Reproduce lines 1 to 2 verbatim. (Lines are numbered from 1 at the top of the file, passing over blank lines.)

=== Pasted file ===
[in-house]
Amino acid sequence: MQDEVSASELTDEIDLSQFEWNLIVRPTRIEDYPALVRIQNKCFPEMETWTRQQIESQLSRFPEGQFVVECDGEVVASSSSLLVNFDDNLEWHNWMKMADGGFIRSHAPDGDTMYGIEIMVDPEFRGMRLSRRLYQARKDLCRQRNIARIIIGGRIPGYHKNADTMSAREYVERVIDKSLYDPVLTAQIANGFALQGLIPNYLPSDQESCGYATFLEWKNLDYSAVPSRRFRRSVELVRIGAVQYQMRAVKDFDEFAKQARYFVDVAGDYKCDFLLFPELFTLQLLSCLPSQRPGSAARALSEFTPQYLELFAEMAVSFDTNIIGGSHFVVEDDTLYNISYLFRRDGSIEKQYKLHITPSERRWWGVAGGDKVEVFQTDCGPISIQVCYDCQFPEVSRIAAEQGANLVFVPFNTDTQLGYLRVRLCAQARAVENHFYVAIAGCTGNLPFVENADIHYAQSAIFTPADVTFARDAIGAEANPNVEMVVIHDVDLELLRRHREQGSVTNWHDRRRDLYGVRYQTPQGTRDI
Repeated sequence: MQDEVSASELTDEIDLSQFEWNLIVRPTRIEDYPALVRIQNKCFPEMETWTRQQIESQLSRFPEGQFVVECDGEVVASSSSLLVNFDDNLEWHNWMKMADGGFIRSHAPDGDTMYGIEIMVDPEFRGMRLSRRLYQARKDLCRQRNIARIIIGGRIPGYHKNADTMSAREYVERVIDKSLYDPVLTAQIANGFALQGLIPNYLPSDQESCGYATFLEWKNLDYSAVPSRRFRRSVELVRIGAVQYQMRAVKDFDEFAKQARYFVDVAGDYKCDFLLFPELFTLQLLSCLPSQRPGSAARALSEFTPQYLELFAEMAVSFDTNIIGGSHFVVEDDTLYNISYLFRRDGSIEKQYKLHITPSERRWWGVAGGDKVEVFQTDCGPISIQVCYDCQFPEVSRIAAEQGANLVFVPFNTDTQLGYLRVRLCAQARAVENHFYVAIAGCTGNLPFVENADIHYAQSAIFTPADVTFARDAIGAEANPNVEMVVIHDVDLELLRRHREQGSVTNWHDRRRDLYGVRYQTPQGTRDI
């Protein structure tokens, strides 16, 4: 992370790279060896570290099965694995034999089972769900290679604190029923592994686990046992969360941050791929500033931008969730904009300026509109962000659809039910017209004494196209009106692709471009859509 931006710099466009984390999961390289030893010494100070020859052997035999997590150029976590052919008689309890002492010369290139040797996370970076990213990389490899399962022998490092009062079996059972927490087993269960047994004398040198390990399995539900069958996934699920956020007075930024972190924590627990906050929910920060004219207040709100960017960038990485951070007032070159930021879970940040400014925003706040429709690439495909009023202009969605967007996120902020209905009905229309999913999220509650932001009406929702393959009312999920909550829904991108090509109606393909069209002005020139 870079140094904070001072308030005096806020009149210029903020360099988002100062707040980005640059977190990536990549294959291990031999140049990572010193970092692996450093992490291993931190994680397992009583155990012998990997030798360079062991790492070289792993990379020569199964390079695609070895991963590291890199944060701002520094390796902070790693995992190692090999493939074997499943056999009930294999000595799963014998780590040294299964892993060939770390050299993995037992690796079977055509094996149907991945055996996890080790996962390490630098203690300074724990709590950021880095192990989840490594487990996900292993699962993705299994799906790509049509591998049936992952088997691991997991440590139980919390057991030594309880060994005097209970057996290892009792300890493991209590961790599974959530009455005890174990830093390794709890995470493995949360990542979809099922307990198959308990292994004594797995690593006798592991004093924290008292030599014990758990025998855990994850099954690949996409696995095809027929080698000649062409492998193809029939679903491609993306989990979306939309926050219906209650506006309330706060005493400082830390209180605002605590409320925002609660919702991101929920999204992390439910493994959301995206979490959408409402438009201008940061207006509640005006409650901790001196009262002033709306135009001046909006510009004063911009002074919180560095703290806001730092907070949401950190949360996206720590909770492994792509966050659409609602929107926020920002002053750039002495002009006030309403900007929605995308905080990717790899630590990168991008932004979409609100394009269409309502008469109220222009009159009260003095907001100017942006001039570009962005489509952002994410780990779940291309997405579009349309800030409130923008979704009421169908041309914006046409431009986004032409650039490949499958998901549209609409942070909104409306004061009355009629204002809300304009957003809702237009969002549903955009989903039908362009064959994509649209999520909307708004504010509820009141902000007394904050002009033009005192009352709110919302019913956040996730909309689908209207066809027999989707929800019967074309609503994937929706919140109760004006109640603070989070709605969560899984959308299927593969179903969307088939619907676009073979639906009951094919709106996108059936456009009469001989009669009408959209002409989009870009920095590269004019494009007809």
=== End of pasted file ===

[in-house]
Amino acid sequence: MQDEVSASELTDEIDLSQFEWNLIVRPTRIEDYPALVRIQNKCFPEMETWTRQQIESQLSRFPEGQFVVECDGEVVASSSSLLVNFDDNLEWHNWMKMADGGFIRSHAPDGDTMYGIEIMVDPEFRGMRLSRRLYQARKDLCRQRNIARIIIGGRIPGYHKNADTMSAREYVERVIDKSLYDPVLTAQIANGFALQGLIPNYLPSDQESCGYATFLEWKNLDYSAVPSRRFRRSVELVRIGAVQYQMRAVKDFDEFAKQARYFVDVAGDYKCDFLLFPELFTLQLLSCLPSQRPGSAARALSEFTPQYLELFAEMAVSFDTNIIGGSHFVVEDDTLYNISYLFRRDGSIEKQYKLHITPSERRWWGVAGGDKVEVFQTDCGPISIQVCYDCQFPEVSRIAAEQGANLVFVPFNTDTQLGYLRVRLCAQARAVENHFYVAIAGCTGNLPFVENADIHYAQSAIFTPADVTFARDAIGAEANPNVEMVVIHDVDLELLRRHREQGSVTNWHDRRRDLYGVRYQTPQGTRDI